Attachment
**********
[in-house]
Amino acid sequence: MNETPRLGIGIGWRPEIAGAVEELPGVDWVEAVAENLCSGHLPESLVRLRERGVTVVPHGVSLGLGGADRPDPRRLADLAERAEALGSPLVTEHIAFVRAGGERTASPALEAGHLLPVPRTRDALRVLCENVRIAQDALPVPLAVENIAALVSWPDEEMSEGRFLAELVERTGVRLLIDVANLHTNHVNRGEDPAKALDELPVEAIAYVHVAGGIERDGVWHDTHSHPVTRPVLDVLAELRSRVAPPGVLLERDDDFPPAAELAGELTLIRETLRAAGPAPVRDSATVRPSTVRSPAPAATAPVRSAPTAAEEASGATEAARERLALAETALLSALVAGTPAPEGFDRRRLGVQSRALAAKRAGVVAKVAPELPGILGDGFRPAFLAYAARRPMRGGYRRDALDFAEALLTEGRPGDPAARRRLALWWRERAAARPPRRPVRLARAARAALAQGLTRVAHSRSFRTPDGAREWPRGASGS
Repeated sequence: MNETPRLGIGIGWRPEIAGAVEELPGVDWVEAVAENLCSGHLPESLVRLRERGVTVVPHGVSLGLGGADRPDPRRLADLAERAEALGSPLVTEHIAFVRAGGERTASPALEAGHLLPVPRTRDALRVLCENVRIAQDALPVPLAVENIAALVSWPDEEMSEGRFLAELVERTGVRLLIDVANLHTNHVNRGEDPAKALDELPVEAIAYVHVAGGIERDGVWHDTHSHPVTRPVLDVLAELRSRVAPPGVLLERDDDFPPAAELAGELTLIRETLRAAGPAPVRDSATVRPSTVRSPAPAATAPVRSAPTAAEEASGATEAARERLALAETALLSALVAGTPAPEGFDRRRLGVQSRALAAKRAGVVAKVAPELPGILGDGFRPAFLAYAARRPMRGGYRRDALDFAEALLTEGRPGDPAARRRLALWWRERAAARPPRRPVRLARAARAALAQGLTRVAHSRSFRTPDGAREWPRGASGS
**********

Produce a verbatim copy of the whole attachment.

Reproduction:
[in-house]
Amino acid sequence: MNETPRLGIGIGWRPEIAGAVEELPGVDWVEAVAENLCSGHLPESLVRLRERGVTVVPHGVSLGLGGADRPDPRRLADLAERAEALGSPLVTEHIAFVRAGGERTASPALEAGHLLPVPRTRDALRVLCENVRIAQDALPVPLAVENIAALVSWPDEEMSEGRFLAELVERTGVRLLIDVANLHTNHVNRGEDPAKALDELPVEAIAYVHVAGGIERDGVWHDTHSHPVTRPVLDVLAELRSRVAPPGVLLERDDDFPPAAELAGELTLIRETLRAAGPAPVRDSATVRPSTVRSPAPAATAPVRSAPTAAEEASGATEAARERLALAETALLSALVAGTPAPEGFDRRRLGVQSRALAAKRAGVVAKVAPELPGILGDGFRPAFLAYAARRPMRGGYRRDALDFAEALLTEGRPGDPAARRRLALWWRERAAARPPRRPVRLARAARAALAQGLTRVAHSRSFRTPDGAREWPRGASGS
Repeated sequence: MNETPRLGIGIGWRPEIAGAVEELPGVDWVEAVAENLCSGHLPESLVRLRERGVTVVPHGVSLGLGGADRPDPRRLADLAERAEALGSPLVTEHIAFVRAGGERTASPALEAGHLLPVPRTRDALRVLCENVRIAQDALPVPLAVENIAALVSWPDEEMSEGRFLAELVERTGVRLLIDVANLHTNHVNRGEDPAKALDELPVEAIAYVHVAGGIERDGVWHDTHSHPVTRPVLDVLAELRSRVAPPGVLLERDDDFPPAAELAGELTLIRETLRAAGPAPVRDSATVRPSTVRSPAPAATAPVRSAPTAAEEASGATEAARERLALAETALLSALVAGTPAPEGFDRRRLGVQSRALAAKRAGVVAKVAPELPGILGDGFRPAFLAYAARRPMRGGYRRDALDFAEALLTEGRPGDPAARRRLALWWRERAAARPPRRPVRLARAARAALAQGLTRVAHSRSFRTPDGAREWPRGASGS